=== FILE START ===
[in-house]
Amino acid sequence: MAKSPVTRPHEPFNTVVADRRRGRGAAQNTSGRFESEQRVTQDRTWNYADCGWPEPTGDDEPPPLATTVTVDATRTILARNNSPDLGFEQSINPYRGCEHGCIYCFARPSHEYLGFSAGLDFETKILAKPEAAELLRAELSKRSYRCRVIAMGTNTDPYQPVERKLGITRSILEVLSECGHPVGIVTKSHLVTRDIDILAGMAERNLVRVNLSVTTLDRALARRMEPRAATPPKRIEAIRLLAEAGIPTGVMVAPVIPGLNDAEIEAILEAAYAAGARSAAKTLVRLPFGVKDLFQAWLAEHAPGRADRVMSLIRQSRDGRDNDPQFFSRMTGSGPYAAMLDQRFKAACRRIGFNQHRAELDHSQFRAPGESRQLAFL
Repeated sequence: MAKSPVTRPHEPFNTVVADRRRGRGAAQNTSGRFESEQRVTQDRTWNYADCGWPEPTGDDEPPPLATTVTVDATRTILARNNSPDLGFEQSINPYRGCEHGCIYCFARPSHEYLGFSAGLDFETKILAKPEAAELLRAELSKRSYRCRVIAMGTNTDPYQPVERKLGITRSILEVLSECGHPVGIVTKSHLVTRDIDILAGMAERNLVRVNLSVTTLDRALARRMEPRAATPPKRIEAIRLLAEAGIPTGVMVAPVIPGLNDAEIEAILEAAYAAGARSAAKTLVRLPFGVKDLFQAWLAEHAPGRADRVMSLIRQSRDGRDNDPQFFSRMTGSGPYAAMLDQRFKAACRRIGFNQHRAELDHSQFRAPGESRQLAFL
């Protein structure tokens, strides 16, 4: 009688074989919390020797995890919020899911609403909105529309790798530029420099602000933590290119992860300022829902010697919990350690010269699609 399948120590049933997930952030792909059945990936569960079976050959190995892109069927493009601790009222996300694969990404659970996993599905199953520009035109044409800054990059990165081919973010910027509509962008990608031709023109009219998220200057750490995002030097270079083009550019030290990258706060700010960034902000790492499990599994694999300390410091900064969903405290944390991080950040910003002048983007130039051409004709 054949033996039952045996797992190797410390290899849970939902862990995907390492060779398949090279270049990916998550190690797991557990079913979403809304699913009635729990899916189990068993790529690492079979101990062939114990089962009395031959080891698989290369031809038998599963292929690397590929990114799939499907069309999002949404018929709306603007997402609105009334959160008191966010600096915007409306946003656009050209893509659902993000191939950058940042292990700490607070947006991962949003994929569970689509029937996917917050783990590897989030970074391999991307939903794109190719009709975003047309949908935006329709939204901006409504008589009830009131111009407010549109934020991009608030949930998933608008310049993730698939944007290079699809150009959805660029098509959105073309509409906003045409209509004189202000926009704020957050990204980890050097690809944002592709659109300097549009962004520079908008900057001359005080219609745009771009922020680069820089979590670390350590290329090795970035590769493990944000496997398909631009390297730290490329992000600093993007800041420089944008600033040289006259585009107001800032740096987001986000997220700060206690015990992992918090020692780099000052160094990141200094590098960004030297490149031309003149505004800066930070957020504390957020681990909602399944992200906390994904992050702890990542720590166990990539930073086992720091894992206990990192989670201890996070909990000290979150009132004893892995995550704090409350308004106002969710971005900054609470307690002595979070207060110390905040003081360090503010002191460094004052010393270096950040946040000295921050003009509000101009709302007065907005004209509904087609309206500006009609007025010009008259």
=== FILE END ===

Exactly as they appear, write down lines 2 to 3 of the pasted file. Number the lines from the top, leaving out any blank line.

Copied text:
Amino acid sequence: MAKSPVTRPHEPFNTVVADRRRGRGAAQNTSGRFESEQRVTQDRTWNYADCGWPEPTGDDEPPPLATTVTVDATRTILARNNSPDLGFEQSINPYRGCEHGCIYCFARPSHEYLGFSAGLDFETKILAKPEAAELLRAELSKRSYRCRVIAMGTNTDPYQPVERKLGITRSILEVLSECGHPVGIVTKSHLVTRDIDILAGMAERNLVRVNLSVTTLDRALARRMEPRAATPPKRIEAIRLLAEAGIPTGVMVAPVIPGLNDAEIEAILEAAYAAGARSAAKTLVRLPFGVKDLFQAWLAEHAPGRADRVMSLIRQSRDGRDNDPQFFSRMTGSGPYAAMLDQRFKAACRRIGFNQHRAELDHSQFRAPGESRQLAFL
Repeated sequence: MAKSPVTRPHEPFNTVVADRRRGRGAAQNTSGRFESEQRVTQDRTWNYADCGWPEPTGDDEPPPLATTVTVDATRTILARNNSPDLGFEQSINPYRGCEHGCIYCFARPSHEYLGFSAGLDFETKILAKPEAAELLRAELSKRSYRCRVIAMGTNTDPYQPVERKLGITRSILEVLSECGHPVGIVTKSHLVTRDIDILAGMAERNLVRVNLSVTTLDRALARRMEPRAATPPKRIEAIRLLAEAGIPTGVMVAPVIPGLNDAEIEAILEAAYAAGARSAAKTLVRLPFGVKDLFQAWLAEHAPGRADRVMSLIRQSRDGRDNDPQFFSRMTGSGPYAAMLDQRFKAACRRIGFNQHRAELDHSQFRAPGESRQLAFL